Pain at the gas pump will get worse. While growing global oil demand is pushing prices higher, here's the dollar angle: Crude oil is priced in dollars, and oil producers, especially members of the Organization of Petroleum Exporting Countries, want to be compensated for the dollar's decline.

In most years, the price of crude oil and gasoline declines in the fall. But this year, AAA's daily price survey shows regular unleaded gasoline at about $2.79 a gallon nationally, up 21% from a year ago.

You may need to stay home. Let's say you went to Paris in early 2002 and paid 100 euros a night for a room in a moderately priced hotel. That was the equivalent of about $86 a night.

Today, that room would cost $142 a night, a 65% increase.

Ditto for neighboring Canada. Keep that in mind if you want to attend the 2010 Winter Olympics in Vancouver.

Your dream BMW costs more. The base price of a BMW 3 Series sport sedan has risen about 20% over the past five years, The Wall Street Journal reported this week. It's likely to go up more.

Though BMW and other automakers may accept lower profits to stay in the U.S. market, the lower dollar boosts prices for imported food, shoes, chemicals and the like. European governments worry that a dollar in free fall could be a disaster even for Germany, Europe's strongest economy.

And if price competition eases, U.S. companies could gradually charge more for products they sell at home.

Interest rates will rise. Somehow, the U.S. has to finance its trade and government deficits, and, at some point, the investors who provide the cash will want to get paid.

The lenders are banks, pension funds and governments in Europe, China, Japan and oil-producing nations. These investors showed their potential muscle over the summer, when many balked at the terms for purchases of mortgage securities and junk bonds that Wall Street banks wanted to sell.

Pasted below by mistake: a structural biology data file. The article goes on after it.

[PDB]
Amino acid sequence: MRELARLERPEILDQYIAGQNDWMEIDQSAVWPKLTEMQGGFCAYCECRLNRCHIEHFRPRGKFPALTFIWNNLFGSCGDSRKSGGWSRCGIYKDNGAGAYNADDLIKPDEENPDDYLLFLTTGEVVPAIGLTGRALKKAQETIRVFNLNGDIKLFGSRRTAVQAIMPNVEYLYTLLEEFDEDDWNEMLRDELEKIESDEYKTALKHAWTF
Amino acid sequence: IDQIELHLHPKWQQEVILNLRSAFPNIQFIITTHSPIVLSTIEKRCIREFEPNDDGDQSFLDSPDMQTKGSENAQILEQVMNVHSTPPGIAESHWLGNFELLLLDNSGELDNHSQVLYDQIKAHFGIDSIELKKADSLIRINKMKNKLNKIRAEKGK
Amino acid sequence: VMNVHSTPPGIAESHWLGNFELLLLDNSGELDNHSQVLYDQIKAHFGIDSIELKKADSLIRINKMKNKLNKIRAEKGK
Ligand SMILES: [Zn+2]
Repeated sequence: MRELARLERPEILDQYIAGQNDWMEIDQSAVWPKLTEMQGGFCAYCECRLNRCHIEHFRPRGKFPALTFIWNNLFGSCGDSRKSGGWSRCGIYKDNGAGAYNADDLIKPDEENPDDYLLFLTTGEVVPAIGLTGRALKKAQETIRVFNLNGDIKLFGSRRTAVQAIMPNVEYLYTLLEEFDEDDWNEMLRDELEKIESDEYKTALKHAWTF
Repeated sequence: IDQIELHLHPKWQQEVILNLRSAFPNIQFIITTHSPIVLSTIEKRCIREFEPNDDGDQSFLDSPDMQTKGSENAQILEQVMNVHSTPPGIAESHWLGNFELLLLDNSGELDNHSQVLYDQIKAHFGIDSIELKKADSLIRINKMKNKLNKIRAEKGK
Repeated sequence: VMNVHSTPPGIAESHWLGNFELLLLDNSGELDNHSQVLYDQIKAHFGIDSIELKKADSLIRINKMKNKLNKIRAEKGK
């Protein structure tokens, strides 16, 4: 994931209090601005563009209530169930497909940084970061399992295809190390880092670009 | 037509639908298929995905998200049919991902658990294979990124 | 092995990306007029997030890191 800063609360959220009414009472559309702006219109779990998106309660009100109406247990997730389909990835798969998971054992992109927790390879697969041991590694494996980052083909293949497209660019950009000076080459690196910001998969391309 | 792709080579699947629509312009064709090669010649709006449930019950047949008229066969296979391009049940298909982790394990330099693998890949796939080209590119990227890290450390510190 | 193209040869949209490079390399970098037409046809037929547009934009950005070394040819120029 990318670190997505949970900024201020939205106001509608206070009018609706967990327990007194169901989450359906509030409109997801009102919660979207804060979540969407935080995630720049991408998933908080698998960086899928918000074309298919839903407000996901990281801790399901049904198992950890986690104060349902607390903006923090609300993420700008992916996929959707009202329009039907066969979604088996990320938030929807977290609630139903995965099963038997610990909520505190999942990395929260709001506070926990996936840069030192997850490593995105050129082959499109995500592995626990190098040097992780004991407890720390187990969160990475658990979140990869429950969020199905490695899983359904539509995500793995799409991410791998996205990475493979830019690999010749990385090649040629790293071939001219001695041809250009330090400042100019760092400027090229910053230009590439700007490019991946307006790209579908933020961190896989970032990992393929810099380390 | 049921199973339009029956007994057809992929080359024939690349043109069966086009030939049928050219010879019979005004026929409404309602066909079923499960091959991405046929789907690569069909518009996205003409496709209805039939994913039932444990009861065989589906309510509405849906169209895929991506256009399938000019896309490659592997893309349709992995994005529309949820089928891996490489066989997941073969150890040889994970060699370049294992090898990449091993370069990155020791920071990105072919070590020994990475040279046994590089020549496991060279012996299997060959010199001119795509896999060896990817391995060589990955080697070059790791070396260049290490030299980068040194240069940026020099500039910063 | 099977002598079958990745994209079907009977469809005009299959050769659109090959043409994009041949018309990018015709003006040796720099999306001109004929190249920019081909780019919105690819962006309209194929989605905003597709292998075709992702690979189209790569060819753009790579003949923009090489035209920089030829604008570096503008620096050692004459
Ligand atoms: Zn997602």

But there are upsides

U.S. exports will get a boost. The weaker dollar is a boon for U.S. manufacturers because it makes their products more competitive abroad.

One company that sells bakeware made at a factory in Minnesota expects its exports will grow 50% this year because of the weaker dollar, according to The Wall Street Journal.Lay out the welcome mat for foreign tourists. Visitors to the U.S. will find their cash goes further than before, potentially helping the travel business.

The Greater Fort Lauderdale Beachmobile -- a sandbox on wheels that promotes warm beaches and suntans -- usually goes to New York in winter to drum up business for south Florida. This year, it's going to London.

''It's almost un-American, but every time the dollar drops a little lower, it looks a little better for tourism in the U.S.,'' Nicki Grossman, the president of the Fort Lauderdale tourism bureau, told The Miami Herald.

Of course, foreign investors want to buy what they see, pushing property prices higher in key markets like New York.

The falling dollar should help U.S. stocks. All of the companies in the Dow Jones Industrial Average ($INDU, news, msgs) are big multinationals. Each time one of them translates a profit from, say, Europe, the weaker dollar adds to the bottom line. For example, IBM Corp. (IBM, news, msgs) reported that quarterly revenue rose 9% from a year earlier. Without currency changes, the gain was about 6%.

The weaker dollar is one reason the Dow gained 684 points, or 5.1%, in the 10 trading sessions from Sept. 18 through Monday, when it smashed through 14,000 for the second time in 2007.

This rosy scenario is good at least until the dollar drops so low that U.S. interest rates start to rise. When that happens, things could get nasty -- which is another story.